Many, many years ago I went to college at a school in Macon, Georgia.  I did.  My father owned a pretty elegant women’s clothing store in Fort Lauderdale, aeons ago, and, honey, when his little girl went off to school he made sure she was nothing less than the fashion plate she deserved to be!  He went to New York on a special buying trip JUST FOR ME!! (It’s never been better!!) I had pea coats, car coats, over coats, rain coats, pants, skirts, dresses, tops, oh, and the shoes!!! Cashmere, camel-hair, Egyptian cotton, it was heaven! And I was a size 4.  Yup.  I was.  Meanwhile, up in Yankee country, the man whom I would one day marry, was a TA  in a class entitled “Introduction to Environmental Planning and Design” for undergraduates at Tufts.  Really??? At that time Jimmy had a super long beard, really long hair, glasses…from what I’ve heard he was angry ALL the time!!  And he protested.  On the level of get thrown in jail and be on the 6 o’clock news.  He was what we called “a hippie”.  “A radical long-haired hippie”.  With a big smile on my face, I would have, elegantly and with a lot of style, crossed the street to avoid him!  Suffice it to say, he would have looked way down his perfect Greek nose at me and stayed on HIS side of the street.  No love lost.  It was 1975 and we were worlds apart.  We just hadn’t met yet!  Anyway, same time but hundreds of miles away, Jimmy had a field trip planned for his students to look at distressed neighborhoods in Dorchester, pronounced Dah-ches-tuh by Bostonians, and had four undergrads in his ’72 Volvo, (how sensible!). They were leaving Jamaica Plain, on the Jamaica Way, adjacent to the Arnold Arboretum, when some of the students looked out the window and questioned what a couple of women bending over on the side of the road were doing.  Actually, they were in a field.  When they bended over, you could see their hose rolled up under their knees. “What’s out there?” questioned the students.  “What are they doing?”  Jimmy stopped chattering about urban development, turned, looked, and thought “f..k me.”  He thought, “Jesus, Ma!!”  It was his mother and Mrs. Scarlatos.  Mrs. Scarlatos’ son was Jimmy’s best friend since they were two years old!  (I think that is SO nice!)  They were on the side of the highway picking greens.  That’s what Greek moms do.   Good Greek moms! That’s why they live so long, if they’re not hit by a car first!!  Collards are a superfood in my kingdom.  I pretty much never buy bagged.  I buy the prettiest bunches I can find.  These greens pack a HUGE nutritional punch!  On all leaves except the small, pale green inner leaves, I cut out the middle rib, the stem.  I just can’t stand them floating around in my greens!  But that’s just me. I’ll typically buy two large bunches and eventually, take some to my parents.  Of course, my younger sister, Pamela, will be called and she’ll pack some up to take home and then, promptly suck down some here!  For some time now I’ve been using smoked turkey pieces in my greens instead of ham hocks.  The taste is still sublime but they’re much better for you.  That’s not to say I haven’t deviated.  I’ve used ham hocks, pancetta, prosciutto, just about any savory pork product I have in the house and they all work well.  The smoked turkey tastes just like a pork product but you do need to factor in more time. A couple of hours to tenderize the turkey and create a nice broth in which the greens cook.  In the South, collards are always served with cornbread.  I know it’s easy to pick up that light, blue box that costs next to nothing, but homemade is almost as easy, just a thousand times tastier!  Let’s talk a little about the vessel in which you’re going to make your cornbread.  Cast iron skillets.  A gift from God!  There’s a little someone up in Massachusetts that just got one so here are my thoughts.  Water never, EVER touches mine.  I don’t care if I fry fish, water ain’t touching it.  When cooled, I wipe the inside out well with paper towels and then pour a liberal amount of plain, old table salt into the pan.  With a clean paper towel, I rub that salt all over, getting up all bits of fried food and any excess oil.  I might do that two or three times until it’s wiped clean.  It’s SO worth it!  The satiny, beautiful sheen on that pan when you’re finished will make your heart sing!  At least it does mine!  If you want to season a new cast iron pan, pour a little vegetable oil in the pan, rub it around with a paper towel wiping off any excess.  Put it in a medium hot oven, maybe 350°, and leave it there about 15 minutes.  Take it out, let it cool, then put it away.  After that, the more you use it, the more beautiful it becomes.  Just no water, please!  And I’ve got a shout out to my girls at “the Dixie”!  Hey to April and Latoya who always have my culinary back!  Y’all are the best!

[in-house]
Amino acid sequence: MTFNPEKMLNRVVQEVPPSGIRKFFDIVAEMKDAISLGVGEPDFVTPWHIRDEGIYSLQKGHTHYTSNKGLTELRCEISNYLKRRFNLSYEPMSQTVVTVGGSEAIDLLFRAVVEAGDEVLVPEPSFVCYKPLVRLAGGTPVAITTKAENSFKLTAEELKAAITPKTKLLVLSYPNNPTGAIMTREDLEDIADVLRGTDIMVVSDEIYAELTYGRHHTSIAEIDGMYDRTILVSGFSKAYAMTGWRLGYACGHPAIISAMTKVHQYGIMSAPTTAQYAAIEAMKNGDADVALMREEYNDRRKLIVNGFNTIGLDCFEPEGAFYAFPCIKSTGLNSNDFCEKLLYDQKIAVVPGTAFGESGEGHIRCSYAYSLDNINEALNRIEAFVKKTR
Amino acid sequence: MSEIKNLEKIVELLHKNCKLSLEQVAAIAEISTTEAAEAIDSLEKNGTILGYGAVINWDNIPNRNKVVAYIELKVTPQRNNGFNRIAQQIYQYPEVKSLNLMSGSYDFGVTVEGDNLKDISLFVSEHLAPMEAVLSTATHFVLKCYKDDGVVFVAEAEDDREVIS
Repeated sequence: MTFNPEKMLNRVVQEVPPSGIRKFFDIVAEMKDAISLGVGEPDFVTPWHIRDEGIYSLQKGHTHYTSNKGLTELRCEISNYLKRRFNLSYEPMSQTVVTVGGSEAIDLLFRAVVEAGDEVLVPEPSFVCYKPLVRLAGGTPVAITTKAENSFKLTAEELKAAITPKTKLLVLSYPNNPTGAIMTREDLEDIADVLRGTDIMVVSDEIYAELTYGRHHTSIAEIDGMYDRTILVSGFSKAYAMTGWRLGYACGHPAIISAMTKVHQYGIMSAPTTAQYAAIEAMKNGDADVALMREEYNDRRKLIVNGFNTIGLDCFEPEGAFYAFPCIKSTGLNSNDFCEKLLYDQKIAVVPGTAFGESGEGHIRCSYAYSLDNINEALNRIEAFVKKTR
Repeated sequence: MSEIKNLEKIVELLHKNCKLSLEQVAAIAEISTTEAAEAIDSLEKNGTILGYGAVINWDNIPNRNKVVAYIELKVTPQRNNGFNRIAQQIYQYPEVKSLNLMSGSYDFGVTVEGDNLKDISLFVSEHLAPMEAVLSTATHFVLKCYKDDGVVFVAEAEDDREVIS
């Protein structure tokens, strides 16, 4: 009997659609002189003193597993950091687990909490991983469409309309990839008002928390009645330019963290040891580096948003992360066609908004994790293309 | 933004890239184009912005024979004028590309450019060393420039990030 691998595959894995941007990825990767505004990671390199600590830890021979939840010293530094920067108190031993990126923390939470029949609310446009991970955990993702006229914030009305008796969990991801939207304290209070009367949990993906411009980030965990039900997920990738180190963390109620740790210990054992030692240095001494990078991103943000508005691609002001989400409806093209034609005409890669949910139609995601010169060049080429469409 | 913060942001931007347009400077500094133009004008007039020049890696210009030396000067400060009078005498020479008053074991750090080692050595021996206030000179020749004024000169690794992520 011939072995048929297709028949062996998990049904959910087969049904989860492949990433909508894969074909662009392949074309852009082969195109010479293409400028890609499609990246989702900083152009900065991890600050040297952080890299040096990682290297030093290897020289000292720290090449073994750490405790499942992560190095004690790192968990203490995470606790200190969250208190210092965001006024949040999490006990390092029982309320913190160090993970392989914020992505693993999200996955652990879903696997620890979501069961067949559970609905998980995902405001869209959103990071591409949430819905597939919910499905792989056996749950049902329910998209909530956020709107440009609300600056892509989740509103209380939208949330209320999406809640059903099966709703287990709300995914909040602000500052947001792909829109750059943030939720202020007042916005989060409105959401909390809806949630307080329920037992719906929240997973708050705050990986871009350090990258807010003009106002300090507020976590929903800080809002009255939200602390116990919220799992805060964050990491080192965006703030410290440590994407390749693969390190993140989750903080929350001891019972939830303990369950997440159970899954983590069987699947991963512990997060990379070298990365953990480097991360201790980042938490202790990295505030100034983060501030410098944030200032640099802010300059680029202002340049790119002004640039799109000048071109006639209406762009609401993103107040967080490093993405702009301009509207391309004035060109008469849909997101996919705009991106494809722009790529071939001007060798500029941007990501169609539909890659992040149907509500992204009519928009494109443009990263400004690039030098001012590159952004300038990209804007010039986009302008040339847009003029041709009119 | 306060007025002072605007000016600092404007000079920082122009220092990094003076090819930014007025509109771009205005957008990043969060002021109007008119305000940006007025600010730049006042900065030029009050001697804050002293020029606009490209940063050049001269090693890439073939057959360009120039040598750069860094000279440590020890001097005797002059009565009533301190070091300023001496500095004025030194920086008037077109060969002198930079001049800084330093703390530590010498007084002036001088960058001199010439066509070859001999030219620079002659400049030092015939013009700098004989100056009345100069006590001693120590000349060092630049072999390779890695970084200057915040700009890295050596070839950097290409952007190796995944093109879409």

Collards with Jalapeno Cornbread